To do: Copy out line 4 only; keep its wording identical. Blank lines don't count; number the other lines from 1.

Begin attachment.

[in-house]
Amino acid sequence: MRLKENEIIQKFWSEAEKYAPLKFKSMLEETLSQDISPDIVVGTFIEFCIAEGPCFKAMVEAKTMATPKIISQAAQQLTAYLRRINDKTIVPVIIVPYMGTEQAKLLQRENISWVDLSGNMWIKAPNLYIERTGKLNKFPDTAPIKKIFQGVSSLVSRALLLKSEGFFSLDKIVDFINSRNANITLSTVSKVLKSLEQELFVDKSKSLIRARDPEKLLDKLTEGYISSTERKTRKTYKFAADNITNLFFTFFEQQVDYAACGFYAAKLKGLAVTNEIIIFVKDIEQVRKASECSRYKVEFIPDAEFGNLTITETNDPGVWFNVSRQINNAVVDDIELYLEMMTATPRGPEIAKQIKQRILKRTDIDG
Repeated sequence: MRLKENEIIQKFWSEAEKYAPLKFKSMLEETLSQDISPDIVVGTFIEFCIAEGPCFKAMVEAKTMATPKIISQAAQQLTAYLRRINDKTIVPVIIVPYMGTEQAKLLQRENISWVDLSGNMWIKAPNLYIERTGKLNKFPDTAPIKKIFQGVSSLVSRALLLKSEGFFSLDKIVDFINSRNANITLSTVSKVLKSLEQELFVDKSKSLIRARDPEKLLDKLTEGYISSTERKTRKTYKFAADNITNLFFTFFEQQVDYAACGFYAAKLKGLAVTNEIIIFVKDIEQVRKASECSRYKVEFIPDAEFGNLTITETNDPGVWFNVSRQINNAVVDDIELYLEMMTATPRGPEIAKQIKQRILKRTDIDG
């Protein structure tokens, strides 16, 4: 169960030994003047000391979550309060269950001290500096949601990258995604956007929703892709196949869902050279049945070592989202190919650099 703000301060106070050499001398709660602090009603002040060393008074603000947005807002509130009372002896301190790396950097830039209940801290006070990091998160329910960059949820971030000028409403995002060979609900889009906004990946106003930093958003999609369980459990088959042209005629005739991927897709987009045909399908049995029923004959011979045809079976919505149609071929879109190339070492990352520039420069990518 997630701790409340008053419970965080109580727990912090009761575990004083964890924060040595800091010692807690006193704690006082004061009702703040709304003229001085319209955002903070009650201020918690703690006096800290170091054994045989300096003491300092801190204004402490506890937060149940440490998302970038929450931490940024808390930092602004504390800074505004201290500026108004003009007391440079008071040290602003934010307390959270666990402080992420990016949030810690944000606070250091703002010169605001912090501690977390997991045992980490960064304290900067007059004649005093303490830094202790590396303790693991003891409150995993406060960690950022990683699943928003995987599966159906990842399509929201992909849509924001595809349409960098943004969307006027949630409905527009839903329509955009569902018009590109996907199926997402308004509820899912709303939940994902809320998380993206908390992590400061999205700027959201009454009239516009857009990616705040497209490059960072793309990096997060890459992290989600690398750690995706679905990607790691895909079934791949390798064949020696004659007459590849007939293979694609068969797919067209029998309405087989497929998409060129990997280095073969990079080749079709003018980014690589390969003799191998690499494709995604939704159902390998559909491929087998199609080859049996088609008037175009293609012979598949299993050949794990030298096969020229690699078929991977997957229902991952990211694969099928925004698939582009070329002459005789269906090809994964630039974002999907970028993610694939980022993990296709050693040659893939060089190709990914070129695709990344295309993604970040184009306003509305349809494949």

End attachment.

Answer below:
């Protein structure tokens, strides 16, 4: 169960030994003047000391979550309060269950001290500096949601990258995604956007929703892709196949869902050279049945070592989202190919650099 703000301060106070050499001398709660602090009603002040060393008074603000947005807002509130009372002896301190790396950097830039209940801290006070990091998160329910960059949820971030000028409403995002060979609900889009906004990946106003930093958003999609369980459990088959042209005629005739991927897709987009045909399908049995029923004959011979045809079976919505149609071929879109190339070492990352520039420069990518 997630701790409340008053419970965080109580727990912090009761575990004083964890924060040595800091010692807690006193704690006082004061009702703040709304003229001085319209955002903070009650201020918690703690006096800290170091054994045989300096003491300092801190204004402490506890937060149940440490998302970038929450931490940024808390930092602004504390800074505004201290500026108004003009007391440079008071040290602003934010307390959270666990402080992420990016949030810690944000606070250091703002010169605001912090501690977390997991045992980490960064304290900067007059004649005093303490830094202790590396303790693991003891409150995993406060960690950022990683699943928003995987599966159906990842399509929201992909849509924001595809349409960098943004969307006027949630409905527009839903329509955009569902018009590109996907199926997402308004509820899912709303939940994902809320998380993206908390992590400061999205700027959201009454009239516009857009990616705040497209490059960072793309990096997060890459992290989600690398750690995706679905990607790691895909079934791949390798064949020696004659007459590849007939293979694609068969797919067209029998309405087989497929998409060129990997280095073969990079080749079709003018980014690589390969003799191998690499494709995604939704159902390998559909491929087998199609080859049996088609008037175009293609012979598949299993050949794990030298096969020229690699078929991977997957229902991952990211694969099928925004698939582009070329002459005789269906090809994964630039974002999907970028993610694939980022993990296709050693040659893939060089190709990914070129695709990344295309993604970040184009306003509305349809494949």